Via tonight's History of Rock and Roll class, perhaps the last of rock and roll's hippy ethic before rock and roll began its slow death to commercialism and mega concerts in the late 70s: "sexy Stevie Nicks and her unique and beautiful voice singing her heart out with Fleetwood mac, Rhiannon, 1976. "Rhiannon is the story of a lady that is from another world, called the Bright world, and she leaves her kingdom to become the wife of a king, a mortal king, but goddesses really can't marry mortal kings, if they do they lose their powers, their magic powers. And they don't lose the knowledge of them they just, they know everything that's going to happen they just can't do anything about it. Which is a much more difficult way to live than not having magic powers is to not be able to use them and know exactly what's coming and to not be able to tell anybody. So she comes down and does her whole trip, and it's just a whole story, it's a wonderful story. And she has these birds that sing and that is the legend of the song of the birds of Rhiannon. And they sing this song that is uh, said takes away pain and suffering and if you hear the song you just sort of blank out and go away and then when you wake up everthing's all right. And it is a wonderful, wonderful story which I use a lot, because there's a lot of, there seems to be a lot of need for the story of Rhiannon around lately, because if people are sad or have lost anybody or something the story really makes a lot of sense. - Stevie Nicks"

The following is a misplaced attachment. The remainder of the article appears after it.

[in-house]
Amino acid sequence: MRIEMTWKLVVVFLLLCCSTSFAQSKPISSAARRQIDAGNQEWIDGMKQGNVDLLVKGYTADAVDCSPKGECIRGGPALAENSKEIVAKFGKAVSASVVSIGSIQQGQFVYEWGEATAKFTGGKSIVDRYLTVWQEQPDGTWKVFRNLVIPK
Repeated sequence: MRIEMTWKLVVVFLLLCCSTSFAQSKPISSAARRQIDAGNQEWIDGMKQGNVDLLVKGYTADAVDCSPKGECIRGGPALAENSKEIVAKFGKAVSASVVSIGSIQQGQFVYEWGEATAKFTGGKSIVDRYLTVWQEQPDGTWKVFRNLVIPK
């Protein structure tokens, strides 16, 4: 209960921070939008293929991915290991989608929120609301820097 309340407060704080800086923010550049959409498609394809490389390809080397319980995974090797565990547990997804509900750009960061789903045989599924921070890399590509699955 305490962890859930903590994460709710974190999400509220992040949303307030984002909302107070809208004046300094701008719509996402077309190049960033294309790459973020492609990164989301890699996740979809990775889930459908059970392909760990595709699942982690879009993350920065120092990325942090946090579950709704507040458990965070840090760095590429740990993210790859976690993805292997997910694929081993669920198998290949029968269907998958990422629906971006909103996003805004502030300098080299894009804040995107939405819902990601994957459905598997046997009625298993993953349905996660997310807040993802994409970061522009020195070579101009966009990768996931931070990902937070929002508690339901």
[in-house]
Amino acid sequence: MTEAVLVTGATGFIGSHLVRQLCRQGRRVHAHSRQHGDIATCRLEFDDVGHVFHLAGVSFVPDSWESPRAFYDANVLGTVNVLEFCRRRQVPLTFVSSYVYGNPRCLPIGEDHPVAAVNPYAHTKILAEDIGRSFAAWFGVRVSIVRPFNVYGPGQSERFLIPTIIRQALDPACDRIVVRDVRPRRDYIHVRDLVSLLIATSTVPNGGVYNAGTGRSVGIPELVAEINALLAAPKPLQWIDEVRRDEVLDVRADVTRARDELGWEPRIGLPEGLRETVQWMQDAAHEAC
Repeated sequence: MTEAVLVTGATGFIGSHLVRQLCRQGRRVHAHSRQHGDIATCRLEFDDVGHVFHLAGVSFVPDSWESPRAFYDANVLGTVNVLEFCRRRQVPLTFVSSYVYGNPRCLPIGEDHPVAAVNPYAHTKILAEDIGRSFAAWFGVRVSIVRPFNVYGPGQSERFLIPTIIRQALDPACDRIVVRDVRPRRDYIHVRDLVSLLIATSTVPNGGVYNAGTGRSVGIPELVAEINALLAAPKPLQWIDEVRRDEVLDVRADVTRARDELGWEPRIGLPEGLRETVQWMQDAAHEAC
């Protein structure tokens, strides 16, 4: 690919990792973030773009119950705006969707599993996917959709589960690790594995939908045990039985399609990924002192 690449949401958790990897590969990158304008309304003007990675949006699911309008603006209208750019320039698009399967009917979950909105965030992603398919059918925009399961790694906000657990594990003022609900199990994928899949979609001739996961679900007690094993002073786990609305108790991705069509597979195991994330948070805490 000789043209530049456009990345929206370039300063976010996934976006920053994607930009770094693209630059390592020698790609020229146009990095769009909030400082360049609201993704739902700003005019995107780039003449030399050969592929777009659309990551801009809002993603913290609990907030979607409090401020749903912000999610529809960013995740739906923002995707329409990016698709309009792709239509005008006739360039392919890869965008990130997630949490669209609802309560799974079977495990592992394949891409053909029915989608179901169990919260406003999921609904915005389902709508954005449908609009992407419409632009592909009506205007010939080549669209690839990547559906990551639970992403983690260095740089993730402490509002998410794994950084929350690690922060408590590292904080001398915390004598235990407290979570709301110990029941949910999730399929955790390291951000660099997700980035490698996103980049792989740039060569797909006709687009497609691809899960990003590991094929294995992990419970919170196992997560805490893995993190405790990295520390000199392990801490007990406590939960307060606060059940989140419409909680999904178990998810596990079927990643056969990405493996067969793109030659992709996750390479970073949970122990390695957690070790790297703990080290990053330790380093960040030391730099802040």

On the purpose of writing music, 1976 Stevie Nick interview, what a beautiful honest voice, via tonight's History of Rock and Roll class: "To me music is writing songs which is to be able to write something that maybe at a time in somebody else's life they need a little help or a little inspiration, and they would sit down and listen to something that I wrote and it would make them feel just a little better and they would be able to go, yeah, somebody else has been there, too. All of my songs are written about real people, either me or a friend."